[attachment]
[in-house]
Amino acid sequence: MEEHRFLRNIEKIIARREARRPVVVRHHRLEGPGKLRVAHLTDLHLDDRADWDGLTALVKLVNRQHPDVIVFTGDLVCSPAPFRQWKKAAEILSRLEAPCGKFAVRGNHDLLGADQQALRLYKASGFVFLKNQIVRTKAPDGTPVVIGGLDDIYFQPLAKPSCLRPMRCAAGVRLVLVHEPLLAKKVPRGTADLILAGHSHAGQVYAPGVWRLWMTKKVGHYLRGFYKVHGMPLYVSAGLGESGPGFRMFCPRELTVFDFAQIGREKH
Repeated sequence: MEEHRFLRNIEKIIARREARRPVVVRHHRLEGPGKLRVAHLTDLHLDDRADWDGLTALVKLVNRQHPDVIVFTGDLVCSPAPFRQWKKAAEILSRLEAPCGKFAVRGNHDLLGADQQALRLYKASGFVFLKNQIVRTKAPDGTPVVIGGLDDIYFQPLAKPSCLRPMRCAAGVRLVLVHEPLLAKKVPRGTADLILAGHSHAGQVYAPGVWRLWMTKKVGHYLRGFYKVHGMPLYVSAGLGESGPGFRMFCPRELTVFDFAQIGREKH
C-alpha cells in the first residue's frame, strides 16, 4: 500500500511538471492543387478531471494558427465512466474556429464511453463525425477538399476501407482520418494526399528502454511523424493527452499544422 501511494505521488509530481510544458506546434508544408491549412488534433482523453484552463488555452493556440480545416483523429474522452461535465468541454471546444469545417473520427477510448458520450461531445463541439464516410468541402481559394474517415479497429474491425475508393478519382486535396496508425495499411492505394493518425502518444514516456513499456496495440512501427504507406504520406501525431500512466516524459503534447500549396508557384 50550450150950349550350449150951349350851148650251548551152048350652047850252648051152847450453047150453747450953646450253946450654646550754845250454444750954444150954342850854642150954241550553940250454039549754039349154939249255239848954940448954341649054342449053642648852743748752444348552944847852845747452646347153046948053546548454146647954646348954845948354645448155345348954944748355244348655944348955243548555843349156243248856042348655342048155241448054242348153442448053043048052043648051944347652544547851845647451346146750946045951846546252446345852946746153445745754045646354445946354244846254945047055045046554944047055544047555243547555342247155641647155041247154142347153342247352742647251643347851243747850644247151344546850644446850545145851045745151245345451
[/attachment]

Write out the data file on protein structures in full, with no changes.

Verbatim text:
[in-house]
Amino acid sequence: MEEHRFLRNIEKIIARREARRPVVVRHHRLEGPGKLRVAHLTDLHLDDRADWDGLTALVKLVNRQHPDVIVFTGDLVCSPAPFRQWKKAAEILSRLEAPCGKFAVRGNHDLLGADQQALRLYKASGFVFLKNQIVRTKAPDGTPVVIGGLDDIYFQPLAKPSCLRPMRCAAGVRLVLVHEPLLAKKVPRGTADLILAGHSHAGQVYAPGVWRLWMTKKVGHYLRGFYKVHGMPLYVSAGLGESGPGFRMFCPRELTVFDFAQIGREKH
Repeated sequence: MEEHRFLRNIEKIIARREARRPVVVRHHRLEGPGKLRVAHLTDLHLDDRADWDGLTALVKLVNRQHPDVIVFTGDLVCSPAPFRQWKKAAEILSRLEAPCGKFAVRGNHDLLGADQQALRLYKASGFVFLKNQIVRTKAPDGTPVVIGGLDDIYFQPLAKPSCLRPMRCAAGVRLVLVHEPLLAKKVPRGTADLILAGHSHAGQVYAPGVWRLWMTKKVGHYLRGFYKVHGMPLYVSAGLGESGPGFRMFCPRELTVFDFAQIGREKH
C-alpha cells in the first residue's frame, strides 16, 4: 500500500511538471492543387478531471494558427465512466474556429464511453463525425477538399476501407482520418494526399528502454511523424493527452499544422 501511494505521488509530481510544458506546434508544408491549412488534433482523453484552463488555452493556440480545416483523429474522452461535465468541454471546444469545417473520427477510448458520450461531445463541439464516410468541402481559394474517415479497429474491425475508393478519382486535396496508425495499411492505394493518425502518444514516456513499456496495440512501427504507406504520406501525431500512466516524459503534447500549396508557384 50550450150950349550350449150951349350851148650251548551152048350652047850252648051152847450453047150453747450953646450253946450654646550754845250454444750954444150954342850854642150954241550553940250454039549754039349154939249255239848954940448954341649054342449053642648852743748752444348552944847852845747452646347153046948053546548454146647954646348954845948354645448155345348954944748355244348655944348955243548555843349156243248856042348655342048155241448054242348153442448053043048052043648051944347652544547851845647451346146750946045951846546252446345852946746153445745754045646354445946354244846254945047055045046554944047055544047555243547555342247155641647155041247154142347153342247352742647251643347851243747850644247151344546850644446850545145851045745151245345451